By Michael J. Gelfand, Esq. / Published August 2016
Rumors breed fear and panic, and rumors concerning Florida condominium law are no different. A perfect case in point involves recent commentary on Florida fire sprinkler retrofitting requirements, which created confusion as to whether every Florida condominium association must undertake a “retrofit installation” of automatic sprinkler systems throughout its building(s) or seek a unit owner vote “opt-out.”
Unfortunately, many shared the impression that every Florida condominium has to undergo expensive and destructive retrofitting. The impression is not true! While it may appear easier and less risky for some condominium associations just to seek an opt-out vote, each Florida condominium association is urged to undertake an analysis, starting with the statute. Then, some need confirmation with their local fire marshal, especially if obtaining a vote is anticipated to be difficult.
Let us step back from the precipice for a moment. The issue of retrofit installation has existed for more than a decade. In 2002, the Florida Fire Protection Code, §126.96.36.199, of the National Fire Protection Association 101 required existing “high-rise” buildings to be protected either by an automatic sprinkler system or by an engineered life safety system.
Shortly thereafter, recognizing the expense placed on high-rise condominiums, in 2003 the Florida Legislature amended the Condominium Act, §718.112(2)(l), Fla. Stat., allowing the owners of high-rise condominiums to vote to “opt-out” of the retrofitting requirements for unit installations; however, there was no opt-out for high-rise common areas, such as hallways and foyers.
The condominium opt-out law has been amended several times over the years. The deadline to comply had been pushed back. Voting procedures were changed. Also with great significance, the opt-out has been extended from unit to common area retrofitting! However, even with such changes, many communities may still find it difficult to obtain enough owners to participate by signing the necessary paperwork to qualify for the opt-out.
To determine whether retrofitting is required, the first question that a Florida association must ask is: does the retrofitting requirement apply to our condominium? Not necessarily! This requirement generally only applies to high-rise buildings that are greater than 75 feet tall. Often, that equates to a five-story building, but, condominium associations should confirm their building’s actual height. Most condominium buildings that have been recently constructed should be compliant with fire sprinkler requirements. The Condominium Act does not require a typical low-rise condominium to undertake a retrofit installation. Many Florida condominiums are only two- or three-stories tall. For these buildings which are under 75 feet, the Condominium Act does not require the association to take any action to opt-out of the retrofitting requirements. But, there is a second consideration discussed further on.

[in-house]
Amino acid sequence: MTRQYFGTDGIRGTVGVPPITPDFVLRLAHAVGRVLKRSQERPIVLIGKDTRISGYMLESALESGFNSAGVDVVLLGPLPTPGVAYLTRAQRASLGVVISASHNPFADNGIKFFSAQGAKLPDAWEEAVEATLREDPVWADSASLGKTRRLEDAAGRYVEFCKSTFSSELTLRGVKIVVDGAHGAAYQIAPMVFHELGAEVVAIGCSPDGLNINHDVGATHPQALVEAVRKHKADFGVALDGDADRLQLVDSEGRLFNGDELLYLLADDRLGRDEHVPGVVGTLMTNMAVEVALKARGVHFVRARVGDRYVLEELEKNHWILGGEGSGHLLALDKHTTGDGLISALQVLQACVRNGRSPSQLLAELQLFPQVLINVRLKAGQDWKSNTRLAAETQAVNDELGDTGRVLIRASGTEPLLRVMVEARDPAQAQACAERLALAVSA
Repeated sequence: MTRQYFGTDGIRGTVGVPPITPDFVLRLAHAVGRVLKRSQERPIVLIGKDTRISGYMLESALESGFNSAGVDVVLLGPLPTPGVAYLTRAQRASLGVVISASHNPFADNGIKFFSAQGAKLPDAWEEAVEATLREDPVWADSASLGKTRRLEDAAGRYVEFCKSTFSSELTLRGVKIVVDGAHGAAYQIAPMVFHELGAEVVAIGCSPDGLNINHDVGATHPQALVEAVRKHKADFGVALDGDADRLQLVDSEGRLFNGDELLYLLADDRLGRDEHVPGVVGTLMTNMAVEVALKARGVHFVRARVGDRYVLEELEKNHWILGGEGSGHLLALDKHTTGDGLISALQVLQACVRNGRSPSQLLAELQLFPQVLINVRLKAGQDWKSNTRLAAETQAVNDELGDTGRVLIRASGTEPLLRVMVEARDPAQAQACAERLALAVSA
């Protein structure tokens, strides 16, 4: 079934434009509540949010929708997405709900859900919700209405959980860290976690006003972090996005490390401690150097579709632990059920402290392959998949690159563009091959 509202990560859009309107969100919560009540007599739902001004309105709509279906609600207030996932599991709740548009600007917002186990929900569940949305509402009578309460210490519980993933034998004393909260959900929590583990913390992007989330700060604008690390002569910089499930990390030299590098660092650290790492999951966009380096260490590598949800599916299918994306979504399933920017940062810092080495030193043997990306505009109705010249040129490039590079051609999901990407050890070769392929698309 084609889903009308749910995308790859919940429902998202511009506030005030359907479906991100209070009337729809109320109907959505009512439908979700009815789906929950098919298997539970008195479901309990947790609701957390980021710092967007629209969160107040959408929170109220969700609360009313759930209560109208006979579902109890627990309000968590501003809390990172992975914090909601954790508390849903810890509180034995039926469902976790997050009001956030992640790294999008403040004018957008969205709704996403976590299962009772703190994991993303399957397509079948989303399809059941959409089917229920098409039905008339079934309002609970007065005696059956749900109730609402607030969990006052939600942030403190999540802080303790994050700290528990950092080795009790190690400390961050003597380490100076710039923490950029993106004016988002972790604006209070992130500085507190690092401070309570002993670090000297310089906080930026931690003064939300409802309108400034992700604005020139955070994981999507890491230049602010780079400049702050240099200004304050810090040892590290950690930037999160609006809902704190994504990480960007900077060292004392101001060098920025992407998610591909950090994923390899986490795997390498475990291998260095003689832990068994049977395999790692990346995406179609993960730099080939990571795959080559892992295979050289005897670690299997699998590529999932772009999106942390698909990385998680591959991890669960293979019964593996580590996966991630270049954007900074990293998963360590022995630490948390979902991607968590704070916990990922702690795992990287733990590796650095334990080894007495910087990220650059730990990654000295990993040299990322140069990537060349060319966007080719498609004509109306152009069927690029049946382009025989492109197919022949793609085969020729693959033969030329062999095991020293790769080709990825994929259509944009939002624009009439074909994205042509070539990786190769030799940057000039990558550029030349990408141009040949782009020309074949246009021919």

If your building is greater than 75 feet tall, a residential condominium that is not in compliance with the requirements for a fire sprinkler system must by December 31, 2016, comply with either of the following: (1) Opt-out of the requirement by vote of a majority of all members and record a certificate to that effect; (2) Initiate an application for a building permit for the required installation with the local government demonstrating that the association will become compliant by December 31, 2019. Note again that the affected associations must take one avenue of action or the other by the end of the year.
Nevertheless, there is a chance that your jurisdiction’s fire marshal will require a higher level of protection than the Condominium Act, a potential not addressed by rumors but uncovered by further analysis of the laws. Even if your condominium building is under 75 feet, despite the Condominium Act’s provisions, confirm with your fire marshal if the retrofitting requirements apply. Thus, even if you are not in a high rise, and you do not believe it is appropriate to rely on your fire marshal, then seeking an opt-out vote may be the safest route.
There are situations where the Condominium Act’s opt-out provisions do not or may not apply. If your condominium is operated for commercial use or is operated for transient occupancy, then you should confer with counsel on how to proceed. Generally, transient use is for rentals less than 30 days or more than three rentals per unit during a 12-month period. This is one more reason for condominium associations to enforce leasing and transient occupancy restrictions. Of course, as fire sprinklers are a life safety component, associations should consider whether there are safety circumstances that militate against opting out.